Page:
Long-Term Medical Complications
More than a million Americans undergo hip and knee replacement surgery annually – a figure expected to quadruple by 2030 thanks to aggressive marketing materials targeting both aging baby boomers and younger consumers.
It’s expected by that time more than half of patients will be under the age of 65. The younger the patient, the longer the implant has to last.
Unfortunately, our Boston joint replacement lawyers at Jeffrey Glassman Injury Lawyers know manufacturers haven’t had a good track record in this regard.
Consumer Reports’ Safe Patient Project indicated that among the top six manufacturers of hip replacements, there were recalls of 578 hip implants or hip implant components between 2003 and 2013. Those same six companies initiated 709 recalls on knee implant devices or components in that same time frame.
As doctors with Brigham and Women’s Hospital Department of Orthopaedic Surgery noted in one study, hip and knee replacements first became common in the 1960s and early 1970s. At that time, research focused mostly on reducing rates of perioperative complications, such as infections and early technical failures. Focus gradually shifted to fine-tuning the surgical technique to help reduce pain and improve the functional results. But now, research is heavily focused on long-term outcomes. Specifically, there is great concern over implant failure. These devices have proven to fail often due to mechanical loosening, component fractures and breakdown of materials.
This can result in a host of medical problems, including:
- Joint instability
- Joint dislocation
- Joint stiffness
- Nerve damage
- Swelling and joint pain
- Broken bones
- Chronic pain
- Extensor mechanism disruption (knee)
- Patella tracking problems (knee)
- Formation of cysts or pseudotumors
- Osteolysis (hip)
- Metallosis (chromium or cobalt poisoning)
In a significant number of cases, revision surgery is necessary, and is often accompanied by extensive physical therapy and long-term use of pain medications. Worse, doctors say revision surgery – particularly to correct a loose implant – is often more difficult and tends to take longer to perform than initial replacement. Sometimes, multiple surgeries are necessary. Of course, each procedure carries with it a risk of certain complications, ranging from anesthesia problems to post-operative infections. These can be exacerbated if the patient is older or has other chronic health or immune issues.Joint Replacement Recalls Show “Serious” Complications
Anytime a recall of a medical device is initiated, it is categorized into one of the U.S. Food & Drug Administration’s (FDA) three classes.
- Class I - A situation in which there is a reasonable probability that use of or exposure to product will result in serious adverse health consequences or even death.
- Class II – A situation in which the product may cause temporary or medically reversible negative health effects or where there chances of serious negative health consequences are remote.
- Class III - A situation in which the product is not likely to cause adverse health consequences.
In cases involving defective or dangerous joint replacement implants or components, the FDA typically issues a “medical device safety alert,” where there is an indication of unreasonable risk of substantial harm. In some situations, these are also considered “recalls.”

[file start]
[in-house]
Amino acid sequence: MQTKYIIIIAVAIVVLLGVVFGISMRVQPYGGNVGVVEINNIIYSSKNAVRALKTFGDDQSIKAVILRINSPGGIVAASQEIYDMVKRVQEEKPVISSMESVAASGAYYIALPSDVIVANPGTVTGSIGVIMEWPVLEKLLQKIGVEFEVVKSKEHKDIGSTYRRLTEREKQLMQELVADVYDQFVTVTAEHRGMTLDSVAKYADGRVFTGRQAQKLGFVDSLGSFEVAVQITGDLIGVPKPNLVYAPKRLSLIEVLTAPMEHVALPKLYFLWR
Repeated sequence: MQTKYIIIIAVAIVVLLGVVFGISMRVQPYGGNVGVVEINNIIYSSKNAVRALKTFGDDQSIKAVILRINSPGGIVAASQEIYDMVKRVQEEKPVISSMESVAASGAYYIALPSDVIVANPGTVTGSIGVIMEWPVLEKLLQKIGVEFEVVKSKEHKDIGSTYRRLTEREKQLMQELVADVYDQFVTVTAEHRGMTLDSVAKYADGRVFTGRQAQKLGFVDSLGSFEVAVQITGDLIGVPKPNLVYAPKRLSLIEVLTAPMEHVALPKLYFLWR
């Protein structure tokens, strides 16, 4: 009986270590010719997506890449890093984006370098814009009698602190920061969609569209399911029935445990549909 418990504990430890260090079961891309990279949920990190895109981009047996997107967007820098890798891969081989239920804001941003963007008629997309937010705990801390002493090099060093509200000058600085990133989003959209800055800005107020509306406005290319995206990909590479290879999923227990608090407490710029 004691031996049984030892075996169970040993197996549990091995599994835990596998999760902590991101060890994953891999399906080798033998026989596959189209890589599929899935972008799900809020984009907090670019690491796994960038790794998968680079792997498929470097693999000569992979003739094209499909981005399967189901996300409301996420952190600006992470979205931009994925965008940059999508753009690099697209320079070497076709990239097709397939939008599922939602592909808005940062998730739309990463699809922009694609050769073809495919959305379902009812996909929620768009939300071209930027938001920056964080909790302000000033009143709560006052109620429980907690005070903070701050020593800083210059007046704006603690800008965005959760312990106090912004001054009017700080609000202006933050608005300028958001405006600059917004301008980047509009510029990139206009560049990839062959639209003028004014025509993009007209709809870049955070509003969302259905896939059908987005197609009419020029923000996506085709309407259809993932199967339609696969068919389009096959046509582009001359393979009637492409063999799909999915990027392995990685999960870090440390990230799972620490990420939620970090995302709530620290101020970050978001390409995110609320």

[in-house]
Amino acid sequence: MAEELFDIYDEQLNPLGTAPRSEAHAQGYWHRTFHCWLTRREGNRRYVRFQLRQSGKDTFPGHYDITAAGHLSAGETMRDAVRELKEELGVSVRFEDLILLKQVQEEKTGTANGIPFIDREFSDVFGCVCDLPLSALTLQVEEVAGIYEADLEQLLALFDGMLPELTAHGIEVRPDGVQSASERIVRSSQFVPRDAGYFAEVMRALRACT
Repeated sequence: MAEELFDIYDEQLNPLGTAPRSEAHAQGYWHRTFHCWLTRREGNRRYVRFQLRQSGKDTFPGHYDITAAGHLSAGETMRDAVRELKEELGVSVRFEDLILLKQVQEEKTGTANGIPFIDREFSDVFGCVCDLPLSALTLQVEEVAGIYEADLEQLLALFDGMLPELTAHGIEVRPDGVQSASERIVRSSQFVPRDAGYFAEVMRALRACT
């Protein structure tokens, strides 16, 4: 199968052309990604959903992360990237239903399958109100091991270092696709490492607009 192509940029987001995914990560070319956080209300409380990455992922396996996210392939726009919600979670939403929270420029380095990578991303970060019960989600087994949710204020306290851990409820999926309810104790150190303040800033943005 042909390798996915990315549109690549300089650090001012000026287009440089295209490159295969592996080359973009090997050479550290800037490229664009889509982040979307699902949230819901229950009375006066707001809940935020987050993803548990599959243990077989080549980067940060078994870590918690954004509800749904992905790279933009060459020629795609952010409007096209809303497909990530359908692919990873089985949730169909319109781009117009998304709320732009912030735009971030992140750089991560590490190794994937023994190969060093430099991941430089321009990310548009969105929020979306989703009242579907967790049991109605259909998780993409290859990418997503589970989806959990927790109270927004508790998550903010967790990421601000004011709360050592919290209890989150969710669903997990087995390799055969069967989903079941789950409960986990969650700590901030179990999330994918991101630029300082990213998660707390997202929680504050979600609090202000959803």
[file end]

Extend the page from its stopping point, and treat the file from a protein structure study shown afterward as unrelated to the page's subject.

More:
Of the 1,287 hip and knee replacement recalls that took place between 2003 and 2013, a total of five were deemed Class I. The vast majority – 1,198 – were labeled Class II. The remaining 26 were Class III.
These recalls involved the following manufacturers:
- Smith & Nephew
When a knee or hip implant fails by not performing as designed, patients suffer painful and unnecessary complications.
There are an unusually large number of knee and hip replacement failures because many manufacturers are able to push their products onto the market without proper testing through the FDA’s 510(k) premarket program. So long as a manufacturer can show the product is similar to something already on the market, the product won’t need to undergo clinical testing.
Some of the problems identified have included:
- Loosening of the device components
- Fracture of the device components
- Component misalignment
- Component breakdown
- Bone Fracture
Again, most of these will require revision surgery – sometimes multiple surgeries – to correct the problem. Patients may still be left with lifelong complications or disabilities.
Loosening of the device and metallosis are two of the most serious complications.
Loosening is usually the result of the device wearing out prematurely or the fact the cement used in the procedure fails to hold it in place. However, it could also be the result of metallosis.
Metallosis is a condition resulting from buildup of metallic debris (usually cobalt or chromium) in the soft tissue of the body. It’s most common with metal-on-metal hip replacements, where the metal ball grinds against the metal cup as the patient walks. Metal particles can be released into the bloodstream and result in toxicity. It can lead to the deterioration and death of surrounding tissue, and may also result in long-term nerve damage and even neurological problems.
If you are concerned that you may be suffering long-term complications as a result of a defective hip implant or defective knee implant, contact our Boston injury attorneys today to learn more about how we can help.